If you’re a US citizen, 74% of Americans use social media. This number jumps to 89% if you are under the age of 29. It’s 2014, folks, and it’s now that project managers need to start tweeting.
Can social media really help projects to stay on track? Yes, social media can help projects stay on track. Team communication is key to a project’s success. Take advantage of the many tools online for you and your team.
Social media is more than sharing what you ate for breakfast.
Software companies are learning that project managers need to share and get a lot of information. Slack and Insightly are project management software that syncs with popular sites such as Twitter. You can also use hashtags to tag your projects.
I could tweet, “Just finished researching for my blogpost!” #CapterraBlog14 would allow me to tweet that I have just finished researching my blogpost and let my project manager know that I am only a few hours away of producing a draft. You can also click the hashtag #CapterraBlog14 to see the updates made by other writers on SEO, design changes, and training new staff. These updates are all in 140-character bursts. These tweets may be accessible to the public, but Twitter allows users to send private tweets that are only available to a small group of people.
Social media for project management lets users communicate milestones and achievements, but also allows them to create a “flexible space” for their progress. Michael Klynstra rightly points out that project managers can use blogs or wiki pages to track progress. This could be a great alternative to project management software. It can be helpful to keep a record of the problems and solutions that were encountered during the project. The blog or wiki can also be used to train new employees and encourage the whole project team to keep up to date on the changing parts of a complex project plan.
The days of everyone working in one office are long gone. One-in-five Americans now work from home at most one day per week. However, a study suggests that this number will rise to 63% by 2018. Social media can be used to connect telecommuters with the in-office team, not only professionally but also emotionally. Social media allows people to share a little bit of their personality online. This makes telecommuters feel like they are working with real people and not an anonymous body far away.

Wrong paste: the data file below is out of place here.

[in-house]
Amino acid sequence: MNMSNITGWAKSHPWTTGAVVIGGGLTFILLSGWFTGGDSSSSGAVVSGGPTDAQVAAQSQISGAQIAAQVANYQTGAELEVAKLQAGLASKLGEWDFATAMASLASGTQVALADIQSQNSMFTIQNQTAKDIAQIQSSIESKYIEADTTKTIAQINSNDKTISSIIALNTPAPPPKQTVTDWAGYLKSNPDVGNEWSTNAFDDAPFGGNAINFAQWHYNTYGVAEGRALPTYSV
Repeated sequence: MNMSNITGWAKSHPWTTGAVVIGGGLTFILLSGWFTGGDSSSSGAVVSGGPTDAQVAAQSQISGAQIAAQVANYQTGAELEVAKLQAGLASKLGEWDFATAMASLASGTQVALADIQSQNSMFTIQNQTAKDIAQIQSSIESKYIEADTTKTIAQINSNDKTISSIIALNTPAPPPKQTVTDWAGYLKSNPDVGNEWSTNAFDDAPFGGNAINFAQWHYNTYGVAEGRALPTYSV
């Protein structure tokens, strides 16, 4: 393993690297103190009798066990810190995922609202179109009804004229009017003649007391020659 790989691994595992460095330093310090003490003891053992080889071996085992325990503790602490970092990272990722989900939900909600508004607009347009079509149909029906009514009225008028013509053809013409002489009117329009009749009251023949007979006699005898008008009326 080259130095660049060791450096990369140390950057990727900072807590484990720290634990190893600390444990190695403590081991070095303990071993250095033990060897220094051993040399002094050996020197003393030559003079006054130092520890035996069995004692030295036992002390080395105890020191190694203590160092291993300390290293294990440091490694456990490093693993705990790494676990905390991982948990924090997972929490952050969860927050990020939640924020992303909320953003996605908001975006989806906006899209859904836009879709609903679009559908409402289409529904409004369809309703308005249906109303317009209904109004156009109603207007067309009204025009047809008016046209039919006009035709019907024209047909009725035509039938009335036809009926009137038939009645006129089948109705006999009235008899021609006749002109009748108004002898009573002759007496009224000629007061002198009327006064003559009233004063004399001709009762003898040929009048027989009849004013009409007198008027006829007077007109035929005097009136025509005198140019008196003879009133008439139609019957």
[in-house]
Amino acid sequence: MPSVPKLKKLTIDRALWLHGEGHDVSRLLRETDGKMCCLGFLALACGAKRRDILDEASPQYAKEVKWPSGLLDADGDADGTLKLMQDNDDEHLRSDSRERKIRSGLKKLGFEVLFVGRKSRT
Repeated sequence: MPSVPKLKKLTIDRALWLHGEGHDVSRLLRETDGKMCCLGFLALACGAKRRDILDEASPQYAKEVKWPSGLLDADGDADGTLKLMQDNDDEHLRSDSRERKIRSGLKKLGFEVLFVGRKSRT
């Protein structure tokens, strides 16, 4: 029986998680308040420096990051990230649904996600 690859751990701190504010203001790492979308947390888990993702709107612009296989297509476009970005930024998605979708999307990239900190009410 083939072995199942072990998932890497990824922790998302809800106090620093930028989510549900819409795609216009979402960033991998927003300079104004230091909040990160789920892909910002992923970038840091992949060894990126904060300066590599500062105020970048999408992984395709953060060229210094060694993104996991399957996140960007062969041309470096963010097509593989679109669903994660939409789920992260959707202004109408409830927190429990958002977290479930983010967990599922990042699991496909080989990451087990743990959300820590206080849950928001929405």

Social media allows project managers to communicate with their team in a dynamic manner through social media. Are you comfortable with YouTube? Use it! Podcasts? Talk it up! Even if it’s simply information sharing, the traditional meeting doesn’t need to take place in the office. Video can make status updates more interesting and allow for people to be identified, fostering a closer-knit group.
Finally, you can use social media to promote the project. Consider what social media could do for your company and you if it can force the Filipino president to resign in 2001. Crowdsourcing is the best use of social media. Crowdsourcing is a great way to get help for your project. To share your ideas, use LinkedIn and Facebook groups. Use hashtags to start a conversation. Subscribe to the channels that are relevant to your project. This will help you market your company and help you facilitate your project.
Are you using social media for your projects? Are you able to get distracted or do you see it as an asset? What advice would you give to people who have never used social media in their projects? Comment below to share your thoughts!
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